Planting the Seed: Raising Our First Round

Having recently graduated from Y Combinator, I'm going to walk through exactly what we did to raise our seed funding. Hopefully this will be helpful to other founders navigating the world of early-company fundraising.

If you have any questions, please reach out to

Set Goals

Our number one goal was to stop raising money as soon as possible.

You hear this advice constantly, and it is incredibly helpful. Raising money is a means to an end. The best way to raise money is to build a fantastic company; raising money is tangential to building a fantastic company; get back to building ASAP.

Our second goal was to only accept investors who provided value beyond money. There are plenty of companies with tons of money that end up failing. As a young company, money helps, but there are enough people with money that you can and should start prioritizing on other things.

Monetary Goals

We laid our three goals for ourselves on the money side:

a) Raise $0. Our current money in the bank could get us to profitability.
b) Raise $750,0000. This was enough to hire past our bottlenecks in engineering and growth. We had more customer interest and requested features than we could handle.
b+) Raise 1.5-3x plan B. Provide cushion for additional hires beyond plan B, with a timeframe of late 2016-early 2017.

Strategic Goals

a) People who are complementary to us.

We are a very introverted company, in that we prefer to keep building and talking with our customers than chatting with investors or tech press. That can be good, but marketing and brand are important and opportunities for us to bring in experienced experts.

Additionally, our founding team is two white men, which means our networks skew towards that demographic as well. We wanted people who could help us hire; not only incredible people, but a diverse team as well.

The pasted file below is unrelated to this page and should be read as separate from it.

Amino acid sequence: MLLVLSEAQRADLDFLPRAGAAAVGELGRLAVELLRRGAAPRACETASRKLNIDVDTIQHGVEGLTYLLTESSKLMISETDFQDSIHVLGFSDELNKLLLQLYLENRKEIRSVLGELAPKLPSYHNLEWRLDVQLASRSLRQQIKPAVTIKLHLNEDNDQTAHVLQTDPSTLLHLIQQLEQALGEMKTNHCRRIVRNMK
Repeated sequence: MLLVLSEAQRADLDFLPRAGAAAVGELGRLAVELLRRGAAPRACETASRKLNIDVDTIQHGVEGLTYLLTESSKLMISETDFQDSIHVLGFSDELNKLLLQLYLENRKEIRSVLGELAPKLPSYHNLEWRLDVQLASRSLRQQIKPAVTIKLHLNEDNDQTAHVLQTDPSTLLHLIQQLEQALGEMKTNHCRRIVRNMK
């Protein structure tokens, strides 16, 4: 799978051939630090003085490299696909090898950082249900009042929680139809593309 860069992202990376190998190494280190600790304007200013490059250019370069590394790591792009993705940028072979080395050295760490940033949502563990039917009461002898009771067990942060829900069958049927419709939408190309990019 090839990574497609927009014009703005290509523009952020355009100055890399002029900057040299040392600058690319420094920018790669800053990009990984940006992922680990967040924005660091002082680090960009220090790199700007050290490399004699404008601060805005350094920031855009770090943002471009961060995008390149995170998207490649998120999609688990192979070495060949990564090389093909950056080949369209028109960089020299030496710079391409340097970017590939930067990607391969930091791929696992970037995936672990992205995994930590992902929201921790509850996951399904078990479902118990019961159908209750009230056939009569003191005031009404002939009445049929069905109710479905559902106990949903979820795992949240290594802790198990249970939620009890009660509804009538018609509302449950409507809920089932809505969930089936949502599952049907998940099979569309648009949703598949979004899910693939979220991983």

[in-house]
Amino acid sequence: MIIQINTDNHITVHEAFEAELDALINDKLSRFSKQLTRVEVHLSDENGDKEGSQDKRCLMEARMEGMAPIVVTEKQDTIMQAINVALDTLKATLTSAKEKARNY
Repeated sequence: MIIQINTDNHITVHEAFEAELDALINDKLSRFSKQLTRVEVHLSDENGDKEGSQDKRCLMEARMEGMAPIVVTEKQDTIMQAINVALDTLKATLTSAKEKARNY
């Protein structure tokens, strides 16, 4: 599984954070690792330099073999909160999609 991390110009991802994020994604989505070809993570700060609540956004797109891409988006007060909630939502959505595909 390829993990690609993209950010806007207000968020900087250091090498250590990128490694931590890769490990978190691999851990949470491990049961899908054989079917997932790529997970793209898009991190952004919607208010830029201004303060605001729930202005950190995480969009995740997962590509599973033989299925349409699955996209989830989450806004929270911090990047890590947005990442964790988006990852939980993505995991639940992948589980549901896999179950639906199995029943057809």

b) Connections/Influencers.

Some of these we can't talk about publicly yet, so I'll give related examples.

Imagine you have a startup building satellites. Elon Musk would be great to have on board, since SpaceX already works with people who need satellites. He can make those connections when the time comes. Additionally, having Elon Musk, a prominent space entrepreneur, as an investor signals to other people that you are probably doing something right.

Order of Operations

We started talking to investors in order of likelihood to close quickly. Even if they are smaller checks, you're building momentum and showing every future potential-investor that others have already taken the plunge.

Additionally, we prioritized based on those who were likely to believe in us and in reverse order of "investorness." We had a sense of what we were worth, so we wanted to start out at the lowest valuation with those who weren't going to be ruthless negotiators. That set the floor, so when other investors came in they knew we wouldn't go below that.

That said, don't ask your parents for a $10k check at a $100m cap. They may sign it, but that doesn't prove anything.

Friends and family

Who: These are the people who believed in you when you quit your jobs at a fast-growing company to start your own business in a market you knew nothing about.